Tuesday, December 15, 2020

The Pandemic Pain Falls on Working People


More than half of furloughed jobs in the UK are at the highest risk of automation as the Covid crisis accelerates workplace technology change, driving up redundancies and inequality across the country, according to a two-year commission on workers and technology,  organised by the Fabian Society and the Community trade unionfound.

As many as 61% of jobs furloughed in the first half of this year were in sectors where automation is most likely to lead to job losses. 5.9 million of the 9.6 million furloughed workers were in the third of sectors with jobs at highest risk of automation, according to analysis of Office for National Statistics figures.

Rapid adoption of technology during the coronavirus pandemic has helped protect jobs as millions of employees work from home. But while employers have used new technologies to survive, the commission said many furloughed jobs would not return as a result. Physical-distancing requirements, remote working and online shopping have driven consumers and firms to make permanent changes to the way they use technology this year, with the pandemic likely to have a lasting impact on business and society. While spending in some physical shops has collapsed, resulting in thousands of job cuts by well-known high street employers, online spending has boomed – benefiting firms with fewer staff and highly automated operations.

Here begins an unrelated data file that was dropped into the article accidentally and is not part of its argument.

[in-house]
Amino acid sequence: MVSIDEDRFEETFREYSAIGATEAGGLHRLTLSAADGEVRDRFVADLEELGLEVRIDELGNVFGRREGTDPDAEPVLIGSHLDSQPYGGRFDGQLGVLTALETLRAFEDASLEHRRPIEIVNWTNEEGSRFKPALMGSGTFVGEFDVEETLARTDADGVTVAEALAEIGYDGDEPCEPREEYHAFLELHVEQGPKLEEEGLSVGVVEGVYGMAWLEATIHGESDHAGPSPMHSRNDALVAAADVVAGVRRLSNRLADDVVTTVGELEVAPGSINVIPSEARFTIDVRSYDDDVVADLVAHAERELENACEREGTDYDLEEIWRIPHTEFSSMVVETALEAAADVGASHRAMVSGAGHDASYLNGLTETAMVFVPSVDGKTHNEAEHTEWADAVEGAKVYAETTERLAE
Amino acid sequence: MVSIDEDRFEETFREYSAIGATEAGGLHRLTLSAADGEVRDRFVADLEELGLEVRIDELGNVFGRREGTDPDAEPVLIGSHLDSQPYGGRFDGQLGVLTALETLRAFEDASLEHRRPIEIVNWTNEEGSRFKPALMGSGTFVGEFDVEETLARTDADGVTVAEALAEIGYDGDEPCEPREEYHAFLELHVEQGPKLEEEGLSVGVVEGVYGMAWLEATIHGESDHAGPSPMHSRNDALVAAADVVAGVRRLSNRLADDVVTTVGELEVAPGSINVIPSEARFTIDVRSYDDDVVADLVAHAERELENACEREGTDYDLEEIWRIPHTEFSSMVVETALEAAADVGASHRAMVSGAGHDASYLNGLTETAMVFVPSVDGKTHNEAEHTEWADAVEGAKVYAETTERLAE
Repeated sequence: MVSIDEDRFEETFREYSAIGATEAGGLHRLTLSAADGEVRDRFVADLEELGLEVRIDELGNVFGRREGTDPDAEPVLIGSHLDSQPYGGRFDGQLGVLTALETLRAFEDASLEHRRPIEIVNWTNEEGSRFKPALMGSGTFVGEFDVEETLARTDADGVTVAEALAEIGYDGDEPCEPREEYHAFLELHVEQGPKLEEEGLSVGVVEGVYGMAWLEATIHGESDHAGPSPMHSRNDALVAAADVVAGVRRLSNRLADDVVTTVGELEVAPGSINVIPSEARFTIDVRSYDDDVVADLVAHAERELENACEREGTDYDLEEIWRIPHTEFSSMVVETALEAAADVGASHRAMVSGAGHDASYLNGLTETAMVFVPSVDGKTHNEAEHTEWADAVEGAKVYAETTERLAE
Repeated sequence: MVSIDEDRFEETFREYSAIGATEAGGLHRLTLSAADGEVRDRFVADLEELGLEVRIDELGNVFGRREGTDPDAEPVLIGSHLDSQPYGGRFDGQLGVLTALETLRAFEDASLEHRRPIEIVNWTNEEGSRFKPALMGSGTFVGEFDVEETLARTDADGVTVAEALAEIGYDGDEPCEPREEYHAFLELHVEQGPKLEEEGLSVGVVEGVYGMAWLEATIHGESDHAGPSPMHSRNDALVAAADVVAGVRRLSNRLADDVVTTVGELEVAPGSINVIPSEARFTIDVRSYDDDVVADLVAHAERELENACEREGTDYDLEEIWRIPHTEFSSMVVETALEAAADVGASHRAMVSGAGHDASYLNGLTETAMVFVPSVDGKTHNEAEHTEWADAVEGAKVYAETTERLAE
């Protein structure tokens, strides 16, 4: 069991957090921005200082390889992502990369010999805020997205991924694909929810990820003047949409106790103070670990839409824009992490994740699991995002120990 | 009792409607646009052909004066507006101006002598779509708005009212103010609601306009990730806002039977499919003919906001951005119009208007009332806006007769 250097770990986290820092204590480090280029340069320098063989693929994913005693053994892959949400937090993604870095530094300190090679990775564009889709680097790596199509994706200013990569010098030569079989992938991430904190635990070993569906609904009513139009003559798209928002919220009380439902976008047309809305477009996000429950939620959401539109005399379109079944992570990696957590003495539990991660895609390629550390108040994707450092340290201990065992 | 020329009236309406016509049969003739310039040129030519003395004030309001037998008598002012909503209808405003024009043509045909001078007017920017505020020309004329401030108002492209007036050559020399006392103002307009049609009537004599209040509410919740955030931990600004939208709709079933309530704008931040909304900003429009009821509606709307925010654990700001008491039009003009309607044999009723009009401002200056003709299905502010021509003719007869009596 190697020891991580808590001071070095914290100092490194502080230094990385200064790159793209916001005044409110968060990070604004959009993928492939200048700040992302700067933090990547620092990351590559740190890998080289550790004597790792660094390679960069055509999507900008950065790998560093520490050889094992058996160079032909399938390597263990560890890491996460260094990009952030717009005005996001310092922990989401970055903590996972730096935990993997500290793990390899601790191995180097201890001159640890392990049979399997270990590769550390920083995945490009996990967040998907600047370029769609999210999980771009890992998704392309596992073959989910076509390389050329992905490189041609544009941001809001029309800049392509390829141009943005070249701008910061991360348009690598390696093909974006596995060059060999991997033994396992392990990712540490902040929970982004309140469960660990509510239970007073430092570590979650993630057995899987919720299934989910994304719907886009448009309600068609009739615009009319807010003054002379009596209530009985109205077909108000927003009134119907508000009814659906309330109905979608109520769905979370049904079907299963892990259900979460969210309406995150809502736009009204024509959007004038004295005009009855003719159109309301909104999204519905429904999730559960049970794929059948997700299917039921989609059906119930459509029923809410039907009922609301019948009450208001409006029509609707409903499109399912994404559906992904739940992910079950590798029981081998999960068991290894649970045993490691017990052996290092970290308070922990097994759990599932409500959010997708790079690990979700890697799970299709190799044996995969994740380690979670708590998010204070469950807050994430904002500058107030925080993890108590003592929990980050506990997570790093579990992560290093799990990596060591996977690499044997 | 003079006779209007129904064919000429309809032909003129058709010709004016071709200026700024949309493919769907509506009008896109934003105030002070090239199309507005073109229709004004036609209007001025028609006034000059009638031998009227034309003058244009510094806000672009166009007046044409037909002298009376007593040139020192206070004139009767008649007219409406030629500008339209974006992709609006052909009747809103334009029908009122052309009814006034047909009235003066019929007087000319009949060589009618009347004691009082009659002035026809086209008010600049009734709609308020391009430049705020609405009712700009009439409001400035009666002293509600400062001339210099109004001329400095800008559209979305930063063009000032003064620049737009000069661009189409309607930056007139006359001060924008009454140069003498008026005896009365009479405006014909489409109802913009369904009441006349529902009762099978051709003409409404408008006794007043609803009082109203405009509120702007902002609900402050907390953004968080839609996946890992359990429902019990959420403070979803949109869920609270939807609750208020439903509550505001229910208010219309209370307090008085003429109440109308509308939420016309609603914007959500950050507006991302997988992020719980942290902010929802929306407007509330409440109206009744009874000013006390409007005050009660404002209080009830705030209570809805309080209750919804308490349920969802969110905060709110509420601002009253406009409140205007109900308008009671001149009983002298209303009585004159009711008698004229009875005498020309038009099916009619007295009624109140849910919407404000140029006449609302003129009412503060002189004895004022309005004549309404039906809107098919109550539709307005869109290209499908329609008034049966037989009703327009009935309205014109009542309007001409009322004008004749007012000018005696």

The low-paid and disadvantaged workers were more likely to work in jobs at high risk of automation, with women, younger and older workers, people from minority ethnic backgrounds and disabled staff most likely to lose out.

The commission chair, Labour MP Yvette Cooper, commented,  “There’s a real danger of widening inequality, long-term structural unemployment and low pay, as a result of people not being able to benefit from the economic recovery and improvements in technology that we all want to be able to benefit from.”

More than half of UK's furloughed jobs at risk of automation – report | Business | The Guardian

1 comment:

ajohnstone said...


There were 819,000 fewer workers than at the start of the pandemic. Hospitality was the worst hit sector, accounting for a third of the job losses